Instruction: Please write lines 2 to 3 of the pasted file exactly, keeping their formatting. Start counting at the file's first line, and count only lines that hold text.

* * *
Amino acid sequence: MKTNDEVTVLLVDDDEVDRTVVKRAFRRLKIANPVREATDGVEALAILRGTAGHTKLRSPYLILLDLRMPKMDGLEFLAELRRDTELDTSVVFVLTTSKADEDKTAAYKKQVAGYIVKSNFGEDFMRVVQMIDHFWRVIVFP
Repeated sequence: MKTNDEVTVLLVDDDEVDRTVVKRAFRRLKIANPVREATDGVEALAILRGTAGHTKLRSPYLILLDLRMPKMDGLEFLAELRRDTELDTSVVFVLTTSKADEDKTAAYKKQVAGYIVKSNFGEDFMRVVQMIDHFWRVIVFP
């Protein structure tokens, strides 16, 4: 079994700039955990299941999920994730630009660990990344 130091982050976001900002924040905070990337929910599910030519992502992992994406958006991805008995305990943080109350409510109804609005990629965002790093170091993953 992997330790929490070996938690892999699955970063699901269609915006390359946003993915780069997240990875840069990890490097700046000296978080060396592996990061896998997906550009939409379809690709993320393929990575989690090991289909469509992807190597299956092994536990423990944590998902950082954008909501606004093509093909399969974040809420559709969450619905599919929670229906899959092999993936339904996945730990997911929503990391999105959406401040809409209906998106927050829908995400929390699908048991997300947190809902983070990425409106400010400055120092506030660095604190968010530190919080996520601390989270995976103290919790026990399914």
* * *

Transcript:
Repeated sequence: MKTNDEVTVLLVDDDEVDRTVVKRAFRRLKIANPVREATDGVEALAILRGTAGHTKLRSPYLILLDLRMPKMDGLEFLAELRRDTELDTSVVFVLTTSKADEDKTAAYKKQVAGYIVKSNFGEDFMRVVQMIDHFWRVIVFP
């Protein structure tokens, strides 16, 4: 079994700039955990299941999920994730630009660990990344 130091982050976001900002924040905070990337929910599910030519992502992992994406958006991805008995305990943080109350409510109804609005990629965002790093170091993953 992997330790929490070996938690892999699955970063699901269609915006390359946003993915780069997240990875840069990890490097700046000296978080060396592996990061896998997906550009939409379809690709993320393929990575989690090991289909469509992807190597299956092994536990423990944590998902950082954008909501606004093509093909399969974040809420559709969450619905599919929670229906899959092999993936339904996945730990997911929503990391999105959406401040809409209906998106927050829908995400929390699908048991997300947190809902983070990425409106400010400055120092506030660095604190968010530190919080996520601390989270995976103290919790026990399914």